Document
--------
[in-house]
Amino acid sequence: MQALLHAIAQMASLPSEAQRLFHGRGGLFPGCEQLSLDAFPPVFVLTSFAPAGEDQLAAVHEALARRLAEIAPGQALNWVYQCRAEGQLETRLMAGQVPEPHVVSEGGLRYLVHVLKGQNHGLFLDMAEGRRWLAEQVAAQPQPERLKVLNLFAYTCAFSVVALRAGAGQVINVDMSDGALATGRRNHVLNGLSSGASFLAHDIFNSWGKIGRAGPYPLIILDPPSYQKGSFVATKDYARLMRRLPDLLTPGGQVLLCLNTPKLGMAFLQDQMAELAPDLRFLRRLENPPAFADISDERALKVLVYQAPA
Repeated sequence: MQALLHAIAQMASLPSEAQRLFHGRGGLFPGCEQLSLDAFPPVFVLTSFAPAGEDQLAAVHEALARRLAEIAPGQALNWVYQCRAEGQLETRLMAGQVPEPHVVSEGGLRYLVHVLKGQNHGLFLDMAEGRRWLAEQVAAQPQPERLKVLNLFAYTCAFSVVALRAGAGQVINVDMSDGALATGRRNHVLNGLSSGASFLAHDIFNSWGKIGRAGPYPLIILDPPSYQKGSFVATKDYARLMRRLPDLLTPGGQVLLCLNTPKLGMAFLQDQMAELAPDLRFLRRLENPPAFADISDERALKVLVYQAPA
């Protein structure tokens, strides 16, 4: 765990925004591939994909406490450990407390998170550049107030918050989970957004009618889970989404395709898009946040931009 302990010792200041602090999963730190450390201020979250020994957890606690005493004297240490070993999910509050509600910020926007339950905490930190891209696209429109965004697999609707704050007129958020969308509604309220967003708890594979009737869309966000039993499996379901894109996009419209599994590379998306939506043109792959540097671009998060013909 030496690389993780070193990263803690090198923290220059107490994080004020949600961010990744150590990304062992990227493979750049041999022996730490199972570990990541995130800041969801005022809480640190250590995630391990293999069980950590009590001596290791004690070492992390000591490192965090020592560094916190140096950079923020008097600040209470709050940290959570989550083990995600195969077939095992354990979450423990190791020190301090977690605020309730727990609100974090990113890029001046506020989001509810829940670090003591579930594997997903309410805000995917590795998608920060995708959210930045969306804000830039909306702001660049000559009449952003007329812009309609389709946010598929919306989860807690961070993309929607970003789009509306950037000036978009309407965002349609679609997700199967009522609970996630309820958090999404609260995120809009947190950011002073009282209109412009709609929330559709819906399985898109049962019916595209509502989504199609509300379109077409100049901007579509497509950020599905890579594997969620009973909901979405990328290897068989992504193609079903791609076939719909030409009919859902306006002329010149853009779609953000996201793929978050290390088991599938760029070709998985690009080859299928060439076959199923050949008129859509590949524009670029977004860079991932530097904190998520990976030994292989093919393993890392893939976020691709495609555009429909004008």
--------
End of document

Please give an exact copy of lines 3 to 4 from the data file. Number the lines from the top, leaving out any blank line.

Repeated sequence: MQALLHAIAQMASLPSEAQRLFHGRGGLFPGCEQLSLDAFPPVFVLTSFAPAGEDQLAAVHEALARRLAEIAPGQALNWVYQCRAEGQLETRLMAGQVPEPHVVSEGGLRYLVHVLKGQNHGLFLDMAEGRRWLAEQVAAQPQPERLKVLNLFAYTCAFSVVALRAGAGQVINVDMSDGALATGRRNHVLNGLSSGASFLAHDIFNSWGKIGRAGPYPLIILDPPSYQKGSFVATKDYARLMRRLPDLLTPGGQVLLCLNTPKLGMAFLQDQMAELAPDLRFLRRLENPPAFADISDERALKVLVYQAPA
């Protein structure tokens, strides 16, 4: 765990925004591939994909406490450990407390998170550049107030918050989970957004009618889970989404395709898009946040931009 302990010792200041602090999963730190450390201020979250020994957890606690005493004297240490070993999910509050509600910020926007339950905490930190891209696209429109965004697999609707704050007129958020969308509604309220967003708890594979009737869309966000039993499996379901894109996009419209599994590379998306939506043109792959540097671009998060013909 030496690389993780070193990263803690090198923290220059107490994080004020949600961010990744150590990304062992990227493979750049041999022996730490199972570990990541995130800041969801005022809480640190250590995630391990293999069980950590009590001596290791004690070492992390000591490192965090020592560094916190140096950079923020008097600040209470709050940290959570989550083990995600195969077939095992354990979450423990190791020190301090977690605020309730727990609100974090990113890029001046506020989001509810829940670090003591579930594997997903309410805000995917590795998608920060995708959210930045969306804000830039909306702001660049000559009449952003007329812009309609389709946010598929919306989860807690961070993309929607970003789009509306950037000036978009309407965002349609679609997700199967009522609970996630309820958090999404609260995120809009947190950011002073009282209109412009709609929330559709819906399985898109049962019916595209509502989504199609509300379109077409100049901007579509497509950020599905890579594997969620009973909901979405990328290897068989992504193609079903791609076939719909030409009919859902306006002329010149853009779609953000996201793929978050290390088991599938760029070709998985690009080859299928060439076959199923050949008129859509590949524009670029977004860079991932530097904190998520990976030994292989093919393993890392893939976020691709495609555009429909004008």